Over the past two months, I’ve tried to find interesting things for your countdown that are numerically related to the countdown date. Most of the time these have involved superstars, record holders, standouts, players who made era-defining moments and the other plays and games that have been etched into our collective consciousness.
But, what about the regular guys? The ones who barely register in the stat sheet, if at all? The quiet contributors that are readily forgotten, that make up the team, that help win games? The players who go on to become men, raise families, have a career, and make their mark on the world in other ways large and small.
As the NCAA likes to remind us, student-athletes go pro in other things -- this is a stage of their life, not the entirety of it.
This one of those stories.
The 1966 Alabama football team entered the season coming off of back-to-back national titles, and at No. 3 in the AP poll was expected to contend again. In a time of exceptional turmoil, change, and violence the Tide football program was one of the few points of pride for the state. And the ‘66 held a lot of preseason promise: it was a defensive juggernaut; it had a backfield that went a legit eight-deep; it featured a solid receiving corps highlighted by Dennis Homan and All-American team captain Ray Perkins. And it returned an exciting young quarterback, a guy named Kenny Stabler.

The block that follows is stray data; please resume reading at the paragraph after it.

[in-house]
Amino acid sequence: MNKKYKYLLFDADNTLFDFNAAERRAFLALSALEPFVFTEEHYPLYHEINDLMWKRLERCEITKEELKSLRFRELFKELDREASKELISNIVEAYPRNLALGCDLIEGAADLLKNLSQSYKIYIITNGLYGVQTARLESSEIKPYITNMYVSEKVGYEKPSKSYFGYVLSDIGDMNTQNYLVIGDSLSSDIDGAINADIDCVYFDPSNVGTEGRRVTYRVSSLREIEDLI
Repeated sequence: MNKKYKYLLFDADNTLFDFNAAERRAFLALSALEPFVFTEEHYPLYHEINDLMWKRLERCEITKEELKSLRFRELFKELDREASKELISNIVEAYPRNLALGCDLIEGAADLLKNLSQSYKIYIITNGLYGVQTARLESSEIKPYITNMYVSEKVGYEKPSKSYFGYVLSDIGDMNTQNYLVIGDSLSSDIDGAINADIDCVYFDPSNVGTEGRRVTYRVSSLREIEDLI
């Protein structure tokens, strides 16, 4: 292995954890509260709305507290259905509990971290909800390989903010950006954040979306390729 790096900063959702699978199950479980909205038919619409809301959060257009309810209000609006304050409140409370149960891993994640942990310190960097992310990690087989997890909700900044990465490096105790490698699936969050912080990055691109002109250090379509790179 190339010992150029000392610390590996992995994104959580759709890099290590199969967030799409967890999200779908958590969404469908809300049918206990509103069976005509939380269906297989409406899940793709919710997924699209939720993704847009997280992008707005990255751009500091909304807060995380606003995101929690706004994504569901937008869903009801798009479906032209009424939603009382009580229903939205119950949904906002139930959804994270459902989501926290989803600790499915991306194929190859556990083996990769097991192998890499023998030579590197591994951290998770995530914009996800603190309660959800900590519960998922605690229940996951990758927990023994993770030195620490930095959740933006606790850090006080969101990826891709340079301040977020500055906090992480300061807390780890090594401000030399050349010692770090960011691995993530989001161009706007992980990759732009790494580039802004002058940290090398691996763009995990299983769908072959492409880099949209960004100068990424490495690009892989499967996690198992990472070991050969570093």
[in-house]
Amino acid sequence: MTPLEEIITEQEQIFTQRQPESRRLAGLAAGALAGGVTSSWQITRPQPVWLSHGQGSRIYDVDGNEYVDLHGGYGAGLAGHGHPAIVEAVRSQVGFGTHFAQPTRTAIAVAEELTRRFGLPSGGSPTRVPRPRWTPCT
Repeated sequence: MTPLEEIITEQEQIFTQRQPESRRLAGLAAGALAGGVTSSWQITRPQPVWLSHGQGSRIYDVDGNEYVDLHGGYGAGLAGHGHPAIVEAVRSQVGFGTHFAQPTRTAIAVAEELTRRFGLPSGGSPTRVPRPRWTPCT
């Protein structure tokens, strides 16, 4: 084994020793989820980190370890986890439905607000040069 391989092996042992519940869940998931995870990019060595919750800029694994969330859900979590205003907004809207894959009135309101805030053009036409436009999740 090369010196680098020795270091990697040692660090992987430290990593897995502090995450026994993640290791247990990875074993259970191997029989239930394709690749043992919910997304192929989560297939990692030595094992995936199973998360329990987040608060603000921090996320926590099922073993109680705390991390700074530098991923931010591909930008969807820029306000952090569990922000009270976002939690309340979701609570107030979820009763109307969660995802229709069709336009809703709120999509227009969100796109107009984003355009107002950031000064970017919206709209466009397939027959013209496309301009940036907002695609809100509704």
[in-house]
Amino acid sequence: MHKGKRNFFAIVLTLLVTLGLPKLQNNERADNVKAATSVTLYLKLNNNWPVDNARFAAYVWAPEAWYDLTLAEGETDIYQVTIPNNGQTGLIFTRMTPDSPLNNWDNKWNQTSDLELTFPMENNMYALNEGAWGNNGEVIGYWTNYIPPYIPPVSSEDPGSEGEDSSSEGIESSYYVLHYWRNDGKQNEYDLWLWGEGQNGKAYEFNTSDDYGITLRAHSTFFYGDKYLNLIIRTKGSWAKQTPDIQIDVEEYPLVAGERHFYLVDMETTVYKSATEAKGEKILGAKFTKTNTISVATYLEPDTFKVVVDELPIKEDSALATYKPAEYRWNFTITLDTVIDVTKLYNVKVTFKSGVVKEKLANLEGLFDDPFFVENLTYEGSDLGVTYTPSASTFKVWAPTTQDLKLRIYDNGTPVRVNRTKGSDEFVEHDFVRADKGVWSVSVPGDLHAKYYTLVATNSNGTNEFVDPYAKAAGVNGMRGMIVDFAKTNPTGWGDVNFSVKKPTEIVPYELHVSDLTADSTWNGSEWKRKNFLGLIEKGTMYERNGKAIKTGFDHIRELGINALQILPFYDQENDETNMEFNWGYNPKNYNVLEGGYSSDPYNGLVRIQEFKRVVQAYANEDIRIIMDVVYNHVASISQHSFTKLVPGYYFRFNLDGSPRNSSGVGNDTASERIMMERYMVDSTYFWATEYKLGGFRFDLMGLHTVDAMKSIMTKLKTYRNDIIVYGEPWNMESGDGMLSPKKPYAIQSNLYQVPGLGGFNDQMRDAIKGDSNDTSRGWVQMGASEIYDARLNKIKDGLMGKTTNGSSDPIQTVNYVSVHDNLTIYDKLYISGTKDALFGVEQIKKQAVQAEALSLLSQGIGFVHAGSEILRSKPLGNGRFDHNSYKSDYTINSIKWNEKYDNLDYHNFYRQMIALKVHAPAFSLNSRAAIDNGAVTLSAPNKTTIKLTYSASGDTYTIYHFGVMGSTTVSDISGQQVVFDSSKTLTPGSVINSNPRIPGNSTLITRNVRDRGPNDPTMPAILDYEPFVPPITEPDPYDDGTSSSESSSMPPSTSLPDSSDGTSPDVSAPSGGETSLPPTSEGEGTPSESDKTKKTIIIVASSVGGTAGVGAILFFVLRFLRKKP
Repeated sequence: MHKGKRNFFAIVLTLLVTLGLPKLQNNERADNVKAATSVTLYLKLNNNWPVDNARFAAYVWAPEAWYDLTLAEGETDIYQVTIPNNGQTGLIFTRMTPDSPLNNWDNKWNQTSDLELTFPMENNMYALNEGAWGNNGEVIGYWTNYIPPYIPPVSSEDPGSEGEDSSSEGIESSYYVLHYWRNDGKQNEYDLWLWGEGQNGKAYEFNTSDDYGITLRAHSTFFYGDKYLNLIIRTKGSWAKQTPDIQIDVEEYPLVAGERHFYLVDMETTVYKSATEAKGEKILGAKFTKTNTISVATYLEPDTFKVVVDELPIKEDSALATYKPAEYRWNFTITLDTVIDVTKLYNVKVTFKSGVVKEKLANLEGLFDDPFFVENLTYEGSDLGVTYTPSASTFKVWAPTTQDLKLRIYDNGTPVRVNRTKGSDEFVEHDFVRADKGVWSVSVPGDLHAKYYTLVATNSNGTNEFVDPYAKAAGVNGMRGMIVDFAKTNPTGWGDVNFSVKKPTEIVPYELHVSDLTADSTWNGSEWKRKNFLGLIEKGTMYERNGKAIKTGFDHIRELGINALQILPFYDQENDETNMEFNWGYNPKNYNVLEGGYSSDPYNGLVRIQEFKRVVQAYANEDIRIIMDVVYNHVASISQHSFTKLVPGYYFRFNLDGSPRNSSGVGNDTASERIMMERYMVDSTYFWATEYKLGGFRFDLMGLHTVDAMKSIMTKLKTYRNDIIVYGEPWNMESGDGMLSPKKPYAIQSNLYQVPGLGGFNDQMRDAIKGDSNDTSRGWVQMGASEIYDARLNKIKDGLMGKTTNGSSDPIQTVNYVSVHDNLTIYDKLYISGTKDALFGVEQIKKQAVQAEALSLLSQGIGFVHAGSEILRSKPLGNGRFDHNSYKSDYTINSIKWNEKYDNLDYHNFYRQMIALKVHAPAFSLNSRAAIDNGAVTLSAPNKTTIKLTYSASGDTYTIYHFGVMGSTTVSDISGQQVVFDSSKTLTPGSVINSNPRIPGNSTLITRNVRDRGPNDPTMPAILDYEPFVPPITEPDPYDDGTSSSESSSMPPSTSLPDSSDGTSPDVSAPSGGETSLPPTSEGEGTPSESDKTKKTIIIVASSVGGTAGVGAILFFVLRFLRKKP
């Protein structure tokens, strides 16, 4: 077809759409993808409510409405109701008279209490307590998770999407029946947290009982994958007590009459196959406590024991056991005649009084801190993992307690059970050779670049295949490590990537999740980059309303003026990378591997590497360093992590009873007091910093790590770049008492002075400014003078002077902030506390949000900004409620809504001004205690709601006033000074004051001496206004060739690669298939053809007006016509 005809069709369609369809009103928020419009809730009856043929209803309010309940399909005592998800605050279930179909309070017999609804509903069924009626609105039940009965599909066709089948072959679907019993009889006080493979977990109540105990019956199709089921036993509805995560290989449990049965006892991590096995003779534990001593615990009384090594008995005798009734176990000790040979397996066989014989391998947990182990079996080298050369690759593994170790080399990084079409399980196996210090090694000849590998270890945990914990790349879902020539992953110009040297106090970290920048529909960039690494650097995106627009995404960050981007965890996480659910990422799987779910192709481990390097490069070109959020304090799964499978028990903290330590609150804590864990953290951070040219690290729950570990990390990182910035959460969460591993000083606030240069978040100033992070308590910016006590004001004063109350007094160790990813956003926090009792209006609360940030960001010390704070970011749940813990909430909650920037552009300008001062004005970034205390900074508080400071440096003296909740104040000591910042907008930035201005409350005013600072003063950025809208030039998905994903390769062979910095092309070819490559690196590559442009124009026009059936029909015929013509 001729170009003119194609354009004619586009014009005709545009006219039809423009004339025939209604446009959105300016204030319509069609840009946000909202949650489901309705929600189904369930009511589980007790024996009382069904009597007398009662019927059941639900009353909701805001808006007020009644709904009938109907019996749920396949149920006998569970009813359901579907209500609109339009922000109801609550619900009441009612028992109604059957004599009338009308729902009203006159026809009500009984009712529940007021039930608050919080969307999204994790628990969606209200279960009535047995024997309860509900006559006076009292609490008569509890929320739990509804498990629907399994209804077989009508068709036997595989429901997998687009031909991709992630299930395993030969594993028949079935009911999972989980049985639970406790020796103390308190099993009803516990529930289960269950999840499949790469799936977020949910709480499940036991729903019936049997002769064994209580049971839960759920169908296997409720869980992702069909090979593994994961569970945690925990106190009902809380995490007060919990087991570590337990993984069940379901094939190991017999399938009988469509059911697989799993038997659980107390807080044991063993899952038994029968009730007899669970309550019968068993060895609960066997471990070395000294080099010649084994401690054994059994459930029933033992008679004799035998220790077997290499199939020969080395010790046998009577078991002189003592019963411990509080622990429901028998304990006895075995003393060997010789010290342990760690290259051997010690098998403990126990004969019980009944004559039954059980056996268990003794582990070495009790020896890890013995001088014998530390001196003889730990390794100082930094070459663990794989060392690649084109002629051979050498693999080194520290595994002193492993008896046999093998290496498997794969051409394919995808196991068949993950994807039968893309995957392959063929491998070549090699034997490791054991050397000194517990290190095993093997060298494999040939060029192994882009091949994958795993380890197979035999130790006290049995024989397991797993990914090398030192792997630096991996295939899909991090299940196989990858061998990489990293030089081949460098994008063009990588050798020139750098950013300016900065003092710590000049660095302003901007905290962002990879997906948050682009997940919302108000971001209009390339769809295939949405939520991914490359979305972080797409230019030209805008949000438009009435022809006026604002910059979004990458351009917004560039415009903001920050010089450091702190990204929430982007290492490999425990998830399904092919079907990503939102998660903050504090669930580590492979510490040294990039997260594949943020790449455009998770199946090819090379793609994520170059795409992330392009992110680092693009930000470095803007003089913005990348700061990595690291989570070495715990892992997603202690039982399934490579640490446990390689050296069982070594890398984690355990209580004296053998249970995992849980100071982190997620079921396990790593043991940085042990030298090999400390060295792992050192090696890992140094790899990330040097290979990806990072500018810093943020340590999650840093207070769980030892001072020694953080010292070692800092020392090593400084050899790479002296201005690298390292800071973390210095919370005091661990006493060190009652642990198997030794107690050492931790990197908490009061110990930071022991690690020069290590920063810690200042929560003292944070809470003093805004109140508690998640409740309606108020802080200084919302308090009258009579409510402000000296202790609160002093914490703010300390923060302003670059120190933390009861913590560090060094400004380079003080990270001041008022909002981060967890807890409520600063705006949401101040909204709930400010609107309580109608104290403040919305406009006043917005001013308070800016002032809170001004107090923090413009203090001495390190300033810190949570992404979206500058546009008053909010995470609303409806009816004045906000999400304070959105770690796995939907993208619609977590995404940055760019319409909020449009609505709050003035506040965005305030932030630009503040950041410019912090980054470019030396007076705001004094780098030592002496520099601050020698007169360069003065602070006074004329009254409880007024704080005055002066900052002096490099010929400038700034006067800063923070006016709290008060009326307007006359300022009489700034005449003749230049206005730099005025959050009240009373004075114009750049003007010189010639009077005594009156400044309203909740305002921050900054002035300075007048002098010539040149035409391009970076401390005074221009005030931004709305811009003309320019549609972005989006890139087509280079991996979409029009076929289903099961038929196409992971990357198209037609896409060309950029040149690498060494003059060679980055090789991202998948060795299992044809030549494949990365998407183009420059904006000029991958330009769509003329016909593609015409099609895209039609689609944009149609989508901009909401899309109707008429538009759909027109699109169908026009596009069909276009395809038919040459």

With all that firepower, it was easy to overlook one of the Tide’s blocking fullbacks, Harold Moore. A senior out of Chattanooga from a long line of Tennessee fans, Moore always expected he would go to Knoxville and be a Vol. That is until the Bear came to town pay him a visit. He was sold.
On campus in the wild ‘60s, Harold found ways to get in trouble, usually hitting the bars with Stabler or playing pranks with his best friend, fellow running back Frank Canterbury. But, when it came to the gridiron, he was all business.
Moore wasn’t the most physically-gifted specimen by today’s standards. But, measured by Bryant’s undersized speedy teams, he was perfect. Coming in at 6’2” and a shade over 200 pounds, Harold had a job and it was one he loved — hitting people. In Alabama’s pre-wishbone offenses of the late 60s, the Tide frequently platooned backs out of the option with a lead blocker. For many reasons, he is credited as being one of the first innovators of the spread. (Gus Malzahn even adopted part of Bryant’s 1970s wishbone playbooks.)